# Session I

Speaker | Title tap/hover for abstract | Materials |
---|---|---|

Gabriel PeyréCNRS, FR Ecole Normale Supérieure, FR |
Scaling Optimal Transport for High dimensional Learning Scaling Optimal Transport for High dimensional Learning Optimal transport (OT) has recently gained lot of interest in machine learning. It is a natural tool to compare in a geometrically faithful way probability distributions. It finds applications in both supervised learning (using geometric loss functions) and unsupervised learning (to perform generative model fitting). OT is however plagued by the curse of dimensionality, since it might require a number of samples which grows exponentially with the dimension. In this talk, I will review entropic regularization methods which define geometric loss functions approximating OT with a better sample complexity. More information and references can be found on the website of our book Computational Optimal Transport. |
video slides |

Marie-Therese WolframWarwick University, UK joint work with:Andrew StuartCaltech, US |
Inverse Optimal Transport Inverse Optimal Transport Discrete optimal transportation problems arise in various contexts in engineering, the sciences and the social sciences. Examples include the marriage market in economics or international migration flows in demographics. Often the underlying cost criterion is unknown, or only partly known, and the observed optimal solutions are corrupted by noise. In this talk we discuss a systematic approach to infer unknown costs from noisy observations of optimal transportation plans. The proposed methodologies are developed within the Bayesian framework for inverse problems and require only the ability to solve the forward optimal transport problem, which is a linear program, and to generate random numbers. We illustrate our approach using the example of international migration flows. Here reported migration flow data captures (noisily) the number of individuals moving from one country to another in a given period of time. It can be interpreted as a noisy observation of an optimal transportation map, with costs related to the geographical position of countries. We use a graph-based formulation of the problem, with countries at the nodes of graphs and non-zero weighted adjacencies only on edges between countries which share a border. We use the proposed algorithm to estimate the weights, which represent cost of transition, and to quantify uncertainty in these weights. |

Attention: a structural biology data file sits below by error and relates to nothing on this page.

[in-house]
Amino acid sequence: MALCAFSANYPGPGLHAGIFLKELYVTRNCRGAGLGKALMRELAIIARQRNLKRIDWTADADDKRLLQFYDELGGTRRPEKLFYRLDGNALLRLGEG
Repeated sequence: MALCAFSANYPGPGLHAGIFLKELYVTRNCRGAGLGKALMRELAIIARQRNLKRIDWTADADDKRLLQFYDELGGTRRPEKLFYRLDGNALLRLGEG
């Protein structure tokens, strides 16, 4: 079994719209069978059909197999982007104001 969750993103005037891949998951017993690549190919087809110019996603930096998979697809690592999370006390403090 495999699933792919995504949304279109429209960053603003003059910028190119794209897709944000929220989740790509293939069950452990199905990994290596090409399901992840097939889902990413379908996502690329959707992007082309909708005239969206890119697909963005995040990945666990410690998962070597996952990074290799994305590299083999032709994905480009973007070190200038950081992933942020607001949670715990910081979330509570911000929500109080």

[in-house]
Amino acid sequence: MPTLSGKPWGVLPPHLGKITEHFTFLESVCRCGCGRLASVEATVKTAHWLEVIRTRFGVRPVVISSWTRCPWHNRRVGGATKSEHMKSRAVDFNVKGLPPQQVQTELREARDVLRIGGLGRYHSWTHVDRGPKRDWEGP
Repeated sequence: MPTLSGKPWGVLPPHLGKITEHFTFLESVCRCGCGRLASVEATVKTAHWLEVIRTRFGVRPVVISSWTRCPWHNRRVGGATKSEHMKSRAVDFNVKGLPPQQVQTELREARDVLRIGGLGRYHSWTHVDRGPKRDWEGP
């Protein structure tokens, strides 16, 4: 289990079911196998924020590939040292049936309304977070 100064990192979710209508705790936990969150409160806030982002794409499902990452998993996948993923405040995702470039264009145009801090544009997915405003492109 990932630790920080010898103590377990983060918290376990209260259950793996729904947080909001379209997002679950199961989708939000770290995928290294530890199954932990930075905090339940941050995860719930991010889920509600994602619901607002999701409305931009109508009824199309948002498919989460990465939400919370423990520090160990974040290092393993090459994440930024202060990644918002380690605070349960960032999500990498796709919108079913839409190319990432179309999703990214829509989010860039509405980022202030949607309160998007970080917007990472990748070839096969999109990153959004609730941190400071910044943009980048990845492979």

video slides |

## Video Recordings

#### Gabriel Peyré: Scaling Optimal Transport for High dimensional Learning

**Abstract:** Optimal transport (OT) has recently gained lot of interest in machine learning. It is a natural tool to compare in a geometrically faithful way probability distributions. It finds applications in both supervised learning (using geometric loss functions) and unsupervised learning (to perform generative model fitting). OT is however plagued by the curse of dimensionality, since it might require a number of samples which grows exponentially with the dimension. In this talk, I will review entropic regularization methods which define geometric loss functions approximating OT with a better sample complexity. More information and references can be found on the website of our book Computational Optimal Transport.

#### Marie-Therese Wolfram: Inverse Optimal Transport

**Abstract:** Discrete optimal transportation problems arise in various contexts in engineering, the sciences and the social sciences. Examples include the marriage market in economics or international migration flows in demographics. Often the underlying cost criterion is unknown, or only partly known, and the observed optimal solutions are corrupted by noise. In this talk we discuss a systematic approach to infer unknown costs from noisy observations of optimal transportation plans. The proposed methodologies are developed within the Bayesian framework for inverse problems and require only the ability to solve the forward optimal transport problem, which is a linear program, and to generate random numbers. We illustrate our approach using the example of international migration flows. Here reported migration flow data captures (noisily) the number of individuals moving from one country to another in a given period of time. It can be interpreted as a noisy observation of an optimal transportation map, with costs related to the geographical position of countries. We use a graph-based formulation of the problem, with countries at the nodes of graphs and non-zero weighted adjacencies only on edges between countries which share a border. We use the proposed algorithm to estimate the weights, which represent cost of transition, and to quantify uncertainty in these weights.